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GRE to GMAT Score Conversion
3 Methods You Can Use

Last Updated On: June 5, 2021

Most business schools accept both GRE and GMAT, which means they’ll be comparing you with applicants who take either test.

If you want to know how you’ll compare to others in advance, you could try converting your scores. I’ll outline three conversion methods I’ve found after hours upon hours of research.

Can You Predict Your GRE Scores Based on Your GMAT Scores?

Close up image of a test paper getting shaded by a pencil

Yes, you can predict your GRE scores based on your GMAT scores, and vice versa. But don’t expect your predictions to be perfect.

Here’s the thing. GRE and GMAT scores are correlated, but only up to a certain point. Your conversion is bound to be flawed. You’ll get an approximate, rather than an accurate result.

I’ll illustrate what I mean by converting quant scores. Let’s say your GRE Quantitative Reasoning score was 167. If we convert that to a GMAT Quant section score, we’ll get a 49-point score.

That’s not to say that you’d necessarily get 49 points. Think of this as just a rough estimate.

The reason why you can’t perfectly convert your GRE score to a GMAT score (or vice versa) is that the two tests are simply different. Even though a lot of business schools accept both.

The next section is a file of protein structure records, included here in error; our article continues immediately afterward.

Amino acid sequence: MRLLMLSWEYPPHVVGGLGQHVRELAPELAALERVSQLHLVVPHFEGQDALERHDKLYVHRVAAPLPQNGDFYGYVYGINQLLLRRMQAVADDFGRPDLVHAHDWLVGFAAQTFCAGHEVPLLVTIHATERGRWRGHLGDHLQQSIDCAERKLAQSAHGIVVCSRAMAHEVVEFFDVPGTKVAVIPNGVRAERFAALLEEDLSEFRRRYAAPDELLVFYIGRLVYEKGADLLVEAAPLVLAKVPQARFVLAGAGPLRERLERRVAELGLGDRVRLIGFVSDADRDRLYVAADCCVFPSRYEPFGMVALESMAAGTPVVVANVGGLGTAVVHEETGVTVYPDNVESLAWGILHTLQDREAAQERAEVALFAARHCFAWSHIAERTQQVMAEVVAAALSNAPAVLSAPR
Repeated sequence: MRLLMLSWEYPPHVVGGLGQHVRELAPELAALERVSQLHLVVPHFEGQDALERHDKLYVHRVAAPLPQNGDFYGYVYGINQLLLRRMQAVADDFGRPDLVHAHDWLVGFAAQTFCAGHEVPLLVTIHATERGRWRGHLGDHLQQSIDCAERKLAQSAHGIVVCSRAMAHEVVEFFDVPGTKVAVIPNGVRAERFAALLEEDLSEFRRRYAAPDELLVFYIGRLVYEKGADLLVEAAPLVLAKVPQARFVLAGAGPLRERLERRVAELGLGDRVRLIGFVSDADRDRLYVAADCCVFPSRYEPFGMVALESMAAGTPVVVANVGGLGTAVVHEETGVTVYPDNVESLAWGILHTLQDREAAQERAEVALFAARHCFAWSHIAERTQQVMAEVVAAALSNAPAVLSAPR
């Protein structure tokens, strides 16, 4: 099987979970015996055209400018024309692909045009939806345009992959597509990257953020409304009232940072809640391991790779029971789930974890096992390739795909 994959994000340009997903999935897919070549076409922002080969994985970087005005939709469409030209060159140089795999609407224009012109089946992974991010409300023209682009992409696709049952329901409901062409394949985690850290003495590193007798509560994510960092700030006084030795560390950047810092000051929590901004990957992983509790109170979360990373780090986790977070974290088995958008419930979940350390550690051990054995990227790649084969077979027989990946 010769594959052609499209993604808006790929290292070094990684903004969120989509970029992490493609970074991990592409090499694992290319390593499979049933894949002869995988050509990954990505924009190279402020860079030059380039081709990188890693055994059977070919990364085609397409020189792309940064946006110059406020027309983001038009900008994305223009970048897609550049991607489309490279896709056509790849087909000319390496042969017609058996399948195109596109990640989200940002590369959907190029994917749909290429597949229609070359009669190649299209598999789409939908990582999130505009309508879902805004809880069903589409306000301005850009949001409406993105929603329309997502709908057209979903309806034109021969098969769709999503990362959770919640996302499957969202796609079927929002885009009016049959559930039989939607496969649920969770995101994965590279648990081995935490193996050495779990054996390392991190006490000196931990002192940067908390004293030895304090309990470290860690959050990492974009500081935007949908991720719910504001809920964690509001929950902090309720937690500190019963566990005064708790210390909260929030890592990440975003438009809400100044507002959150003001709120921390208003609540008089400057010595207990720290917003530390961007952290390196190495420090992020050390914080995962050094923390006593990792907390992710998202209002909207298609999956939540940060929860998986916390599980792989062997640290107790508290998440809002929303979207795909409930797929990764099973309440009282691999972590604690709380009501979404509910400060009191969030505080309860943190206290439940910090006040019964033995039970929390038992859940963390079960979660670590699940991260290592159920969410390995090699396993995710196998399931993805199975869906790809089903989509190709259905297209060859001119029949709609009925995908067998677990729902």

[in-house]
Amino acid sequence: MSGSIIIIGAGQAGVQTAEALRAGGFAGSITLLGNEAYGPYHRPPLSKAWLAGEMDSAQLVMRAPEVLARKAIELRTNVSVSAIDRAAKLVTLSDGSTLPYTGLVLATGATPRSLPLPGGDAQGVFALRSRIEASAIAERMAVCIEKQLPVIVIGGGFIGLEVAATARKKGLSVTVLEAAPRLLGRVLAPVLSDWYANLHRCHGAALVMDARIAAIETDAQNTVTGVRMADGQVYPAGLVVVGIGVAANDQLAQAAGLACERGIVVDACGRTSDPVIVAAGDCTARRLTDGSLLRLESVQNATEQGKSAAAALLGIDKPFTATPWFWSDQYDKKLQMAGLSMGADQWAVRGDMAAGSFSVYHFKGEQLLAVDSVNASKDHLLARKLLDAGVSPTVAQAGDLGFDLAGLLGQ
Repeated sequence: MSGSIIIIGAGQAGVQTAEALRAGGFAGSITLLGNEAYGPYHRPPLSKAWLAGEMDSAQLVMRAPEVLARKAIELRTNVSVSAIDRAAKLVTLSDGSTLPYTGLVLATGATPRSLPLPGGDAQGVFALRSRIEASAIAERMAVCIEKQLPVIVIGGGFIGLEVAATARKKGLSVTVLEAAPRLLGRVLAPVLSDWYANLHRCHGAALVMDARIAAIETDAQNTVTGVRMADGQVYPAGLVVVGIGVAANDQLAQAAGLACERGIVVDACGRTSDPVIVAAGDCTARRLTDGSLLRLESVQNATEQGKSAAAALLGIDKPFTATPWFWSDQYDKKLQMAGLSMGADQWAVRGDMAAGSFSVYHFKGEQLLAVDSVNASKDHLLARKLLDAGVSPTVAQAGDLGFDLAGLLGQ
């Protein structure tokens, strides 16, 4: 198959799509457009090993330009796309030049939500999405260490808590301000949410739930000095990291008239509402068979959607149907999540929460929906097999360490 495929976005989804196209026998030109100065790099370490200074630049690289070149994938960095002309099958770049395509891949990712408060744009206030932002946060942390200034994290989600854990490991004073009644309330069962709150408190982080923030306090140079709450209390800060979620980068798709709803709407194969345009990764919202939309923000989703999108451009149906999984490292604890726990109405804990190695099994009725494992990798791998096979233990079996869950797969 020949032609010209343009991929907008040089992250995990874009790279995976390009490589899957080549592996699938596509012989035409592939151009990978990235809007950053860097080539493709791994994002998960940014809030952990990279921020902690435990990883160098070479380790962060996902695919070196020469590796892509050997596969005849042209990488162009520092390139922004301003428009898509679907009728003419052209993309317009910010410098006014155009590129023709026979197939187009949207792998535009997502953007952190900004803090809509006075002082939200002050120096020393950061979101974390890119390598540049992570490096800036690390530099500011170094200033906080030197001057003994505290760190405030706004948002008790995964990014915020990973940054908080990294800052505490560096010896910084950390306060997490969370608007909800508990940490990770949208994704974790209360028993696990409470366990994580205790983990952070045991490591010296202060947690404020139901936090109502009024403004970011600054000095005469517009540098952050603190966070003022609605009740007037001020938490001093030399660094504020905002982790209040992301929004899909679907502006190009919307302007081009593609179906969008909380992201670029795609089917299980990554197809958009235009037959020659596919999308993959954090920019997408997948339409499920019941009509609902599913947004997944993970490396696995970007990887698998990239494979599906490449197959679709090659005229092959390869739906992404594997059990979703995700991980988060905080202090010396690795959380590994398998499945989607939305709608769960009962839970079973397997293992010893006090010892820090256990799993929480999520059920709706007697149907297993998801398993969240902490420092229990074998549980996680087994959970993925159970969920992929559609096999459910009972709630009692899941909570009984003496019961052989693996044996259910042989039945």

Students who take the GRE usually don’t fall into the GMAT pool of test-takers. The Graduate Management Admission Council designed the GMAT specifically for MBA applicants.  GRE test-takers don’t apply to MBA programs as often.

The Differences In Scoring

Another reason why it’s difficult to convert GRE vs GMAT score, or vice versa, is because the two tests have a different structure.

I’ve listed the sections both tests have in the table below. You’ll also see how each section of both tests is scored:

GRE  GMAT 
Quant Scores 130–170 (in 1-point increments) 6-51

(in 1-point increments)

Verbal Scores 130–170 (in 1-point increments) 6-51

(in 1-point increments)

Analytical Writing Scores 0-6
(in 0.5-point increments)
0-6

(in 0.5-point increments)

Integrated Reasoning Scores / 1-8

(in 1-point increments)

Note that a total GMAT score is calculated by adding Verbal and Quant scores, but it is reported on a 200-800 scale, in 10-point increments. On the other hand, a total GRE score is reported on a “normal”, 260-340 scale. It’s also calculated by adding Verbal and Quantitative Reasoning scores.

3 GRE and GMAT Score Conversion Methods

A notebook, calculator, ballpen and eyeglasses; woman counting to four with her fingers

You can use three methods to convert GRE scores:

  1. Converting GRE scores
  2. Converting GRE percentiles